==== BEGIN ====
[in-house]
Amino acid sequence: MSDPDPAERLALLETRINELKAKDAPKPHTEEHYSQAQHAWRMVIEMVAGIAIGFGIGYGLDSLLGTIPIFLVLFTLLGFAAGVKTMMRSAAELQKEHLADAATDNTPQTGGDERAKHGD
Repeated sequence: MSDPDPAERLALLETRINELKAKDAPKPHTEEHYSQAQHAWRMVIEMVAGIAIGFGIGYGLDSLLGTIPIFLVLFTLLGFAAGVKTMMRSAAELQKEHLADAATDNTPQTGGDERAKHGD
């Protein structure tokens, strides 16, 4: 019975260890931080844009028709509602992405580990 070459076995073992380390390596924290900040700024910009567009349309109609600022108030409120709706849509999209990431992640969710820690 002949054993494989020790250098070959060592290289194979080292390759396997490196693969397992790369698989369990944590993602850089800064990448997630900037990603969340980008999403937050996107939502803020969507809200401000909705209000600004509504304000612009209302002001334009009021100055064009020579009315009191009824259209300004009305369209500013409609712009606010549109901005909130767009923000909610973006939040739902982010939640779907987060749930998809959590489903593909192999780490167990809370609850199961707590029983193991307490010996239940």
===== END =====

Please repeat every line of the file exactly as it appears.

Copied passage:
[in-house]
Amino acid sequence: MSDPDPAERLALLETRINELKAKDAPKPHTEEHYSQAQHAWRMVIEMVAGIAIGFGIGYGLDSLLGTIPIFLVLFTLLGFAAGVKTMMRSAAELQKEHLADAATDNTPQTGGDERAKHGD
Repeated sequence: MSDPDPAERLALLETRINELKAKDAPKPHTEEHYSQAQHAWRMVIEMVAGIAIGFGIGYGLDSLLGTIPIFLVLFTLLGFAAGVKTMMRSAAELQKEHLADAATDNTPQTGGDERAKHGD
């Protein structure tokens, strides 16, 4: 019975260890931080844009028709509602992405580990 070459076995073992380390390596924290900040700024910009567009349309109609600022108030409120709706849509999209990431992640969710820690 002949054993494989020790250098070959060592290289194979080292390759396997490196693969397992790369698989369990944590993602850089800064990448997630900037990603969340980008999403937050996107939502803020969507809200401000909705209000600004509504304000612009209302002001334009009021100055064009020579009315009191009824259209300004009305369209500013409609712009606010549109901005909130767009923000909610973006939040739902982010939640779907987060749930998809959590489903593909192999780490167990809370609850199961707590029983193991307490010996239940």